Through airy heights of poesy,
Pausing, smiles with alter'd air
To see thee climb his elbow-chair,
Or, struggling on the mat below,
Hold warfare with his slipper'd toe.
The widow'd dame, or lonely maid,
Who in the still, but cheerless shade
Of home unsocial, spends her age,
And rarely turns a letter'd page;
Upon her hearth for thee lets fall
The rounded cork, or paper-ball,
Nor chides thee, on thy wicked watch
The ends of ravellid skein to catch,
But lets thee have thy wayward will,
Perplexing oft her sober skill.
Even he, whose mind of gloomy bent,
In lonely tower or prison pent,
Reviews the coil of former days,
And loathes the world and all its ways;
What time the lamp's unsteady gleam
Doth rouse him from his moody dream,
Feels, as thou gambol'st round his seat,
His heart with pride less fiercely beat,
And smiles, a link in thee to find
That joins him still to living kind.

Whence hast thou then, thou witless Puss, The magic power to charm us thus ?

Is it, that in thy glaring eye,
And rapid movements, we descry,
While we at ease, secure from ill,
The chimney-corner snugly fill,
A lion, darting on the prey,
A tiger at his ruthless play?
Or is it, that in thee we trace,
With all thy varied wanton grace,
An emblem viewd with kindred eye,
Of tricksy, restless infancy?

Miss BAILLIE

DIRGE IN CYMBELINE. To fair Fidele's grassy tomb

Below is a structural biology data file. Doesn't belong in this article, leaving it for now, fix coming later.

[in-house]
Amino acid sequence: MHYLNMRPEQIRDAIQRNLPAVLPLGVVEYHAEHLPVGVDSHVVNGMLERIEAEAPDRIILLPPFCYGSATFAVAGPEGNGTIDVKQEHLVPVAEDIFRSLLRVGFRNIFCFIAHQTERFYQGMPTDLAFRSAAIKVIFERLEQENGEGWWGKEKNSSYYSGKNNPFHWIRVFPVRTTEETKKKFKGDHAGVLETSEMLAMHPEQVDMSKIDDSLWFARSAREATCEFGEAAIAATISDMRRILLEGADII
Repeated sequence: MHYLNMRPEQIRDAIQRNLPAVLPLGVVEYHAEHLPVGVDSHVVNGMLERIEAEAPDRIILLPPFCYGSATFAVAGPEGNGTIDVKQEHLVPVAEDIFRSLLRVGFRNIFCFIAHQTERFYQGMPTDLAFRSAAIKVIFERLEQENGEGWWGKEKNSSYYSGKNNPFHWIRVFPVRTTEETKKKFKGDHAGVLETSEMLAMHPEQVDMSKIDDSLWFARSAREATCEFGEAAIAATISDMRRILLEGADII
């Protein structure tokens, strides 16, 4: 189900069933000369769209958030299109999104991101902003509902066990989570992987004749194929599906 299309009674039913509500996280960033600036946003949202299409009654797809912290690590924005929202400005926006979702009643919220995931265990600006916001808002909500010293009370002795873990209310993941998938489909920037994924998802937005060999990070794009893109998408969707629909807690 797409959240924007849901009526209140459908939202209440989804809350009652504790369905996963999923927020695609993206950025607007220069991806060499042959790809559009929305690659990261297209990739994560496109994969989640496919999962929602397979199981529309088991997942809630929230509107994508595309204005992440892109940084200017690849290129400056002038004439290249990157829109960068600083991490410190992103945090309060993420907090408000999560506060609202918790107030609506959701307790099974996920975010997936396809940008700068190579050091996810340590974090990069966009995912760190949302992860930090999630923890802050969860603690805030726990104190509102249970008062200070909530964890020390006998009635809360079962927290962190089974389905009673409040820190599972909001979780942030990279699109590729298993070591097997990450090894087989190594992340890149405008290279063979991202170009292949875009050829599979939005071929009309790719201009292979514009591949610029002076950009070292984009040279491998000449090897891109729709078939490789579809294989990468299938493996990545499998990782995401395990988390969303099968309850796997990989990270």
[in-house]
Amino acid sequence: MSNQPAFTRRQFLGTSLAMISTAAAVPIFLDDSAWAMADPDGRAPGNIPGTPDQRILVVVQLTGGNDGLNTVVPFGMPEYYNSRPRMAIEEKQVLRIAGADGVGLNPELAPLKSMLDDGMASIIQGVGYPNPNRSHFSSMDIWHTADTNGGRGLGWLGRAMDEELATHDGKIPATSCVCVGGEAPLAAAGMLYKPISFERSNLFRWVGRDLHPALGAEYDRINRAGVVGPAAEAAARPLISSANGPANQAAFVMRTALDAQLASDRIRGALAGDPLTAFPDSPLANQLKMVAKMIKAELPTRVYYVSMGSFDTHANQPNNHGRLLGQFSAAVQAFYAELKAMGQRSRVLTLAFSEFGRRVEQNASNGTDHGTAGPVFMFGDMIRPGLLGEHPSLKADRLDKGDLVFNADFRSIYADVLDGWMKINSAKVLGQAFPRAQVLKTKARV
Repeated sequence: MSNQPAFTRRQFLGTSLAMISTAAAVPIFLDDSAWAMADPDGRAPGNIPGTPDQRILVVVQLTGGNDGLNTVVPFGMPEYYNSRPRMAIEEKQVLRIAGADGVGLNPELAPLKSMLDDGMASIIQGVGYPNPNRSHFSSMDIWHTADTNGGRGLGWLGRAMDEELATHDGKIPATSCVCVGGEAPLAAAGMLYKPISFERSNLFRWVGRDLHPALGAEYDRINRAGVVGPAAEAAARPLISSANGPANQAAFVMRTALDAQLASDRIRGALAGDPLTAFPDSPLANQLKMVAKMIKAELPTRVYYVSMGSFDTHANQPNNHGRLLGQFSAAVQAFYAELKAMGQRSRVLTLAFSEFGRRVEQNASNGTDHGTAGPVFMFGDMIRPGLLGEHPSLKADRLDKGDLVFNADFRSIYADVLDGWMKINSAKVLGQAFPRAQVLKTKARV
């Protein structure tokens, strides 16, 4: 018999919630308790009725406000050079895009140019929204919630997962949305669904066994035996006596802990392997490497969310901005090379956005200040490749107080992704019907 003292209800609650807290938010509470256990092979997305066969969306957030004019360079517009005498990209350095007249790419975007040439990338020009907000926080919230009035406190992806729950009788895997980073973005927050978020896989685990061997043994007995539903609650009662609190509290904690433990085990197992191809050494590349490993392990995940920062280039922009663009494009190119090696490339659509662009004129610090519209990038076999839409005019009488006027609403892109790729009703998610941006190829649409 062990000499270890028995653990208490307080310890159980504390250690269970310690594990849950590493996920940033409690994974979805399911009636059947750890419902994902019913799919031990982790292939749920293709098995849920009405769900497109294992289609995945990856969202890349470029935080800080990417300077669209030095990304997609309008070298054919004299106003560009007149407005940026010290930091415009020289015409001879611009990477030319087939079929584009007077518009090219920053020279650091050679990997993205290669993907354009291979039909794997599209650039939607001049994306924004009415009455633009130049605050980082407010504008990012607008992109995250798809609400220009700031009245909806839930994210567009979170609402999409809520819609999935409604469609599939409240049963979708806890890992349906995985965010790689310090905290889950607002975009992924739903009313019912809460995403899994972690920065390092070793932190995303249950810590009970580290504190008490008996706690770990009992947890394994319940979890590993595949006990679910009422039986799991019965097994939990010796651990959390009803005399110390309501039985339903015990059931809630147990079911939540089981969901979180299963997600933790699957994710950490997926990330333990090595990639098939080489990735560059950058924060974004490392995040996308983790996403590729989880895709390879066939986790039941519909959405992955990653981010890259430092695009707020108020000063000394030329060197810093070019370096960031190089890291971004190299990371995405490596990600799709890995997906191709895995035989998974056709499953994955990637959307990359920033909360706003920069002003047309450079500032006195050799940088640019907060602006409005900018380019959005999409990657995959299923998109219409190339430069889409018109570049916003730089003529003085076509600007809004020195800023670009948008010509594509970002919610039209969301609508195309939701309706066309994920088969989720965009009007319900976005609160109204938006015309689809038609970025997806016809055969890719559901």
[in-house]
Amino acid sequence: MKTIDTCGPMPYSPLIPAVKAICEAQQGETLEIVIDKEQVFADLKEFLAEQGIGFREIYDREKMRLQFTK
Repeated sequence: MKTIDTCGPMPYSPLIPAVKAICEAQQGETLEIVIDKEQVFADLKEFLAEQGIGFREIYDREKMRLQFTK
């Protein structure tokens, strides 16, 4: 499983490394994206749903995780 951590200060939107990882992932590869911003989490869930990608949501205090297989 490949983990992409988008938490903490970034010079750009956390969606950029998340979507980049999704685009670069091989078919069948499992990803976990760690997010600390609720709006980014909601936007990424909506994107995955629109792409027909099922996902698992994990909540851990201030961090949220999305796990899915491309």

Soft maids and village hinds shall bring Each opening sweet, of earliest bloom,

And rifle all the breathing spring. No wailing ghost shall dare appear,

To vex with shrieks this quiet grove, But shepherd lads assemble here,

And melting virgins own their love.

No wither'd witch shall here be seen,

No goblins lead their nightly crew; The female fays shall haunt the green,

And dress thy grave with pearly dew! The redbreast oft, at evening hours,

Shall kindly lend his little aid,
With hoary moss, and gather'd Aowers,

To deck the ground where thou art laid

When howling winds and beating rain

In tempests shake the sylvan cell, Or 'midst the chase on every plain,

The tender thought on thee shall dwell,

Each lonely scene shall thee restore,

For thee the tear be duly shed ; Beloved, till life can charm no more; And mourn'd, till pity's self be dead.

COLLINS.

THE GREEN LINNET.

BENEATH these fruit-tree boughs that shed
Their snow-white blossoms on my head,
With brightest sunshine round me spread

Of spring's unclouded weather,
In this sequester'd nook how sweet
To sit upon my orchard-seat!
And birds and flowers once more to greet,

My last year's friends together.

One have I mark'd, the happiest guest
In all this covert of the blest :
Hail to thee, far above the rest

In joy of voice and pinion,
Thou, Linnet! in thy green array,
Presiding spirit here to-day,
Dost lead the revels of the May,

And this is thy dominion.

While birds, and butterflies, and flowers
Make all one band of paramours,
Thou, ranging up and down the bowers,

Art sole in thy employment;
A life, a presence like the air,
Scattering thy gladness without care,
Too bless'd with any one to pair,

Thyself thy own enjoyment.

Upon yon tuft of hazel trees,
That twinkle to the gusty breeze,

« PreviousContinue »